“Having an artistic leader as Mandla N, everyday was a wonderful challenge that my team and myself had to overcome. I think we really did well from transforming spaces to fit within our world to serve the story,” Lobese says.

As art director, Lobese created the world that the audience has been immersed in on the drama series. “From creating our own mealiemeal branding, newspaper branding and logo designs for the  soccer team ( Scorpions team) that includes banners, soccer balls and flags. It was all in the detail that can sometimes be overlooked by the viewer.”

Detail is imperative in this type of work, hence her nickname. “It definitely has to do with my work, telling stories through texture plays a great deal in my work. Texture is everything. It is authentic, through landscapes of texture stories can be told in an authentic visual aesthetic,” Lobese says of her nickname given to her by film director and friend King Shaft.

ALL SMILES: Noluthando Lobese. Photo by Zac Modirapela
ALL SMILES: Noluthando Lobese. Photo by Zac Modirapela

An award-winning designer, Lobese has been in the industry for over a decade now. She was introduced into the world of theatre by renowned set-designer Nadya Cohen.  “I studied fashion, however I’ve been lucky to have met Regina Sebright in 2008 at The Market theatre who introduced me to my mentor Nadya Cohen and James Ngcobo.”

“I design stage and costumes in theatre, production designer in commercials, TV and an art installation artist. I use my hands to create and mould materials that take a different form or shape. I call this work Mutation by using found materials, thread, and wool, plastic and other objects. Theatre and television is more collaborative, bringing a script to life through sets, locations, lighting and costumes. To be inspired and cautious of your surroundings plays a huge role in my work,” Lobese tells me.

Under the guidance of Cohen as set-designer and Ngcobo as director, Lobese made her debut as a costume-designer in 2009 in the production Thirst which was rewritten for a South African context and drew from Nguni mythology, which resonated with the past and the future.

Along with Cohen, Lobese credits Ngcobo for having given her opportunities to learn and immerse herself in the theatre world. “The Market theatre has been my school of design knowledge through the connections and collaborations I’ve made whilst there. Not so many directors are willing to give young designers / talents a chance like James Ngcobo.”

In 2008 Lobese studied in Stockholm Stadsteatern, Sweden as a design apprentice under the mentorship of Charlie Koroly. Four years later she was a designer in Salzburg at the Young Directors Festival as a production designer. She was accepted in New York, at the MacDowell Colony (NH) as an installation artist for work she developed while there, titled What It Is and it continued as an installation piece at Studio X, Johannesburg (GSAPP Columbia University).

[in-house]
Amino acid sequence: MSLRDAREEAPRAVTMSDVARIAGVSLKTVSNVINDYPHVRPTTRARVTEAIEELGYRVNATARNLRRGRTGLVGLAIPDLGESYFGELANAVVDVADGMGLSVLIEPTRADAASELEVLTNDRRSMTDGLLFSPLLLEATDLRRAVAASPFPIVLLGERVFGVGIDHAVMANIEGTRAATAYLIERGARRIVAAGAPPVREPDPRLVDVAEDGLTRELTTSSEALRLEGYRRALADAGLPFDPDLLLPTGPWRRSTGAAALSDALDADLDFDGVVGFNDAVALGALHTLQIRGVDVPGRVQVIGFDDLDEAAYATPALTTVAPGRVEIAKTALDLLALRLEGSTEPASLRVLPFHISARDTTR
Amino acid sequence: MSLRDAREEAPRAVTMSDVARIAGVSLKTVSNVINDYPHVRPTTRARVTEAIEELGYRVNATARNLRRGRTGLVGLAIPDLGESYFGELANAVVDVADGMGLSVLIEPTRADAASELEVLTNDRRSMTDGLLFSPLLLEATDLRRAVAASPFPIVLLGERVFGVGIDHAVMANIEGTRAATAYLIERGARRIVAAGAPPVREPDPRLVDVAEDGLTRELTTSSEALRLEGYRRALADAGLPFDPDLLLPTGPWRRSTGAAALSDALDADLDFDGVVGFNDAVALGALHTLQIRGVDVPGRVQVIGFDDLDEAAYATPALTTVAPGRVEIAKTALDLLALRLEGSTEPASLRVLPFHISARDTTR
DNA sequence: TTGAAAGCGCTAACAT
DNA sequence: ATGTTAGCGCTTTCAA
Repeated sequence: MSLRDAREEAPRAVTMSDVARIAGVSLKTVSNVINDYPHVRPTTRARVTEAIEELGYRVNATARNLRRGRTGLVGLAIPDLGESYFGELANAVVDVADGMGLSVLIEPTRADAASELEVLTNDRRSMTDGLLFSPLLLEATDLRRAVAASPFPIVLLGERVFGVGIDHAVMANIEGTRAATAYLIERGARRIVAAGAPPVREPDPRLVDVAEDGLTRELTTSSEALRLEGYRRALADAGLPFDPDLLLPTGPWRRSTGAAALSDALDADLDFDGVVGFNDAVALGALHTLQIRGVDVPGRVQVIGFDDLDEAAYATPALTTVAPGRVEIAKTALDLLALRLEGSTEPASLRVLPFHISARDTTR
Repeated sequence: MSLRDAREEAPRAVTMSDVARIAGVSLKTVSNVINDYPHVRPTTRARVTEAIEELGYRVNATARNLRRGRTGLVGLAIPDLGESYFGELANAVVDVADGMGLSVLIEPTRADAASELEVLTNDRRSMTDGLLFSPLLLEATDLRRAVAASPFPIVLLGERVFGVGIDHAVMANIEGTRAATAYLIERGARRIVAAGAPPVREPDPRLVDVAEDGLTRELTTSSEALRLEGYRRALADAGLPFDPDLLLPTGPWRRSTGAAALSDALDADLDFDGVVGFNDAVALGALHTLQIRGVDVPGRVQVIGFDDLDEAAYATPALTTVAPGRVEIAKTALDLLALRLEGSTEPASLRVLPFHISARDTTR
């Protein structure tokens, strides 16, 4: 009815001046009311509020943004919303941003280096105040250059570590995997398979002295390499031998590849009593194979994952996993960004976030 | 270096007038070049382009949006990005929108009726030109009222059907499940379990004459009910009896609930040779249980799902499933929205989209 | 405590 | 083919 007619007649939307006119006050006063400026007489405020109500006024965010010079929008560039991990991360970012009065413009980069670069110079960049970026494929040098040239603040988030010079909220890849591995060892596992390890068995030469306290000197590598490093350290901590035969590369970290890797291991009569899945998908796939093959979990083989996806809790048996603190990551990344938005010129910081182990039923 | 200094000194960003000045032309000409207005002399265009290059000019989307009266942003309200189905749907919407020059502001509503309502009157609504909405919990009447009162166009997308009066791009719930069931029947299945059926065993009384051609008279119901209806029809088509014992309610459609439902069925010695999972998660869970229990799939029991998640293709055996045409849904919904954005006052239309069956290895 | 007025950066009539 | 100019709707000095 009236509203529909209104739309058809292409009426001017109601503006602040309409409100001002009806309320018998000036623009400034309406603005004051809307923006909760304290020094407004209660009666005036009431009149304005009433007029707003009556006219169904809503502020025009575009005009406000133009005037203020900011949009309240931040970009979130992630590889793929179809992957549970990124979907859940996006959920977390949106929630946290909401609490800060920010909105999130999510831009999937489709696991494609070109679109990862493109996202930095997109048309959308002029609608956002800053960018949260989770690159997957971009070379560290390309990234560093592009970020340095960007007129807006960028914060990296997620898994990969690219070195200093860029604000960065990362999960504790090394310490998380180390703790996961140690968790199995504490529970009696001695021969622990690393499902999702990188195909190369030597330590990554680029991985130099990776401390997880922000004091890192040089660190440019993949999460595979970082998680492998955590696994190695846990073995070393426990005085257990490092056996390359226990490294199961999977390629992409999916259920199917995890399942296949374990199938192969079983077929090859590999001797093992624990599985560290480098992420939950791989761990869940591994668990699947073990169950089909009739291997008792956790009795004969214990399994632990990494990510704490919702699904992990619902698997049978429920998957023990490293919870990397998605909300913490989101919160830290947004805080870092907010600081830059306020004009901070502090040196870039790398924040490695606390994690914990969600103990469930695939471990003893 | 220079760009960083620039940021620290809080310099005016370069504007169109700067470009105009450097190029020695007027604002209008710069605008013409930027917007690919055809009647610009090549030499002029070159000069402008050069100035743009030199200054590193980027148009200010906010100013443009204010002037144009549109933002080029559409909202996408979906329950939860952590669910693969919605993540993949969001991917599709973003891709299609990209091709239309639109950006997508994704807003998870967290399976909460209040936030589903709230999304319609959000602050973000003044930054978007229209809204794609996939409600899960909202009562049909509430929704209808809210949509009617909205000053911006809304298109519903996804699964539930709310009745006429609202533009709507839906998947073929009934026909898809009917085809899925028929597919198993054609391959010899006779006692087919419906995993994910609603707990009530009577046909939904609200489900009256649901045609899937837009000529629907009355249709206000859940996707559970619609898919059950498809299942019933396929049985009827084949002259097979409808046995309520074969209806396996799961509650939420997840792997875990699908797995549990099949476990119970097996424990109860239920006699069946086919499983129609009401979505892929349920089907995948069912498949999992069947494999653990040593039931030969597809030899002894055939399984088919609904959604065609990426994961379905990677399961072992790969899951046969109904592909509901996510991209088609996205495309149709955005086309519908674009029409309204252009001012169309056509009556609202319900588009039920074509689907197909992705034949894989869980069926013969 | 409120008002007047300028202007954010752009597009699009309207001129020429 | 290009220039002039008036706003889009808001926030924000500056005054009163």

OUT AT WORK: Hashtag Texture. Photo by Que Ntuli
OUT AT WORK: Hashtag Texture. Photo by Que Ntuli

She was an observer at the Glimmerglass Opera Festival (Cooperstown) New York. Lobese also worked on the Floating Stage (Bregenz Festspielehaus, Austria, 2013) as a design intern. She was part of the group of artists from ‘JHB Massive’ that went to showcase at The annual street festival in Accra, Ghana 2015.

Lobese is a consummate professional who has earned her stripes through her extensive travels, but even so, she says she still comes across people who don’t give her, her due respect as a working creative. “Being undermined especially the first time people work with you. It’s a constant struggle of convincing and proving yourself. Sometimes it’s because you’re laid back and do not feel the need to be dancing and sell yourself in the most basic way that the industry is expecting. I prefer the work to speak for itself and be given the freedom to create.”

She has a range of work and finds it difficult to say which stands out because the work is all unique, but said “Trapped that I costume designed in 2012, Salzburg Festspiele. It was directed by Zinzi Princess Mhlongo; It was also my first set design which was aired on SABC 1(Life is a stage) we had a crew of film makers (Born free media) documenting the behind the scenes process. A recent one is Rhinoceros which played last year at The Market Theatre.”

“I’ve designed most productions directed by James Ngcobo and have collaborated with various directors and other designers who are the best in the game. This involves working with friends and international collaborators”

Lobese spent her early stages of childhood in the Eastern Cape and then moved to Yeoville where she grew up. Being raised in a cosmopolitan space like Yeotown can nudge one into eccentricity and Lobese wears her oddness well.

She finds Yoga and shooting hoops as some of the best ways of unwinding. “I believe that I’m an inspiration to most people out there, I have not met most of them but they exist. I need a clear mind to keep moving forward and reach my highest, if I don’t do it I will never know how far I can bend my mind and remain fluid,” she says.

THA WOMAN BEHIND THA THA BRAND: Thando rocking one of her U Ts. Photo by Norman Maake
ROCKIN’ MY SHIII: Thando modeling her Unongayindoda Ts. Photo by Norman Maake

Unongayindoda, a term shoved at a girl who is said to be a boy-lookalike, has become Lobese personal task.

Unongayindoda is what I was called by the village community growing up in the Eastern Cape. Most Xhosa girls can relate to the term.  So Unongayindoda is a personal project and for the ones that can relate, I’m embracing the term. It is time we embrace shameful words that have been given to us through hate. The same way we have learned to love Soweto even though it was not by choice to vacate Sophiatown,”she says.